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To motivate workers, boost their egos not their paychecks

By S. Mitra Kalita
Published Last updated This article is more than 2 years old.

What’s the best way to motivate employees to do their best?

There’s good news for cash-strapped employers. Money isn’t everything.

In a piece for the Harvard Business Review, McKinsey director Scott Keller says social pressure is actually a much bigger motivator. So picture a social contract (doing the right thing) versus a market contract (paying people to live up to their end of the bargain). Here, Keller invokes Freakonomics and its example of a day-care center that started charging parents $3 when they were late. “By imposing a fine, the center had inadvertently replaced social norms with market norms. Freed from feelings of guilt, parents frequently chose to be late and pay the fine — which was certainly not what the center had intended.”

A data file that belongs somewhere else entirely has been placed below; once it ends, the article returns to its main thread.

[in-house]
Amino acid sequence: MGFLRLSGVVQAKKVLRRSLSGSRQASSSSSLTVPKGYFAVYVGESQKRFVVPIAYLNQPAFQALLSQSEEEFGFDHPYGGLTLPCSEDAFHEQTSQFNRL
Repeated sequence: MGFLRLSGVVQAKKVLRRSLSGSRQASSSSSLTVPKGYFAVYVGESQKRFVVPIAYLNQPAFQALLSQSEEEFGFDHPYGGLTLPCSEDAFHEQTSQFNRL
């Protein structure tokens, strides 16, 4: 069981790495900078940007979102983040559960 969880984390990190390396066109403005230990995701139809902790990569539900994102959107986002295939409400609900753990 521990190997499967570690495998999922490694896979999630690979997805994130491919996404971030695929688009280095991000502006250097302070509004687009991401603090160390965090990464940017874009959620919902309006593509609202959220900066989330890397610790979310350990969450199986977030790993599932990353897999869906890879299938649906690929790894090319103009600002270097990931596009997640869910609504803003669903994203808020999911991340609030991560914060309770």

So what social pressure does work with employees? Keller cites Infosys Technologies and its practice of rewarding good work in front of a large audience, including senior management. PepsiCo CEO Indra Nooyi writes thank-you notes to staff members’ spouses. Then she expanded the recognition: to their parents.

Keller said, ”Some managers might dismiss these as token gestures with at best a limited impact. In keeping with the significant body of evidence from the social sciences, employees on the receiving end would beg to differ. They say that the resulting boost in motivation and connection to the leader and the company can last for months if not years.”

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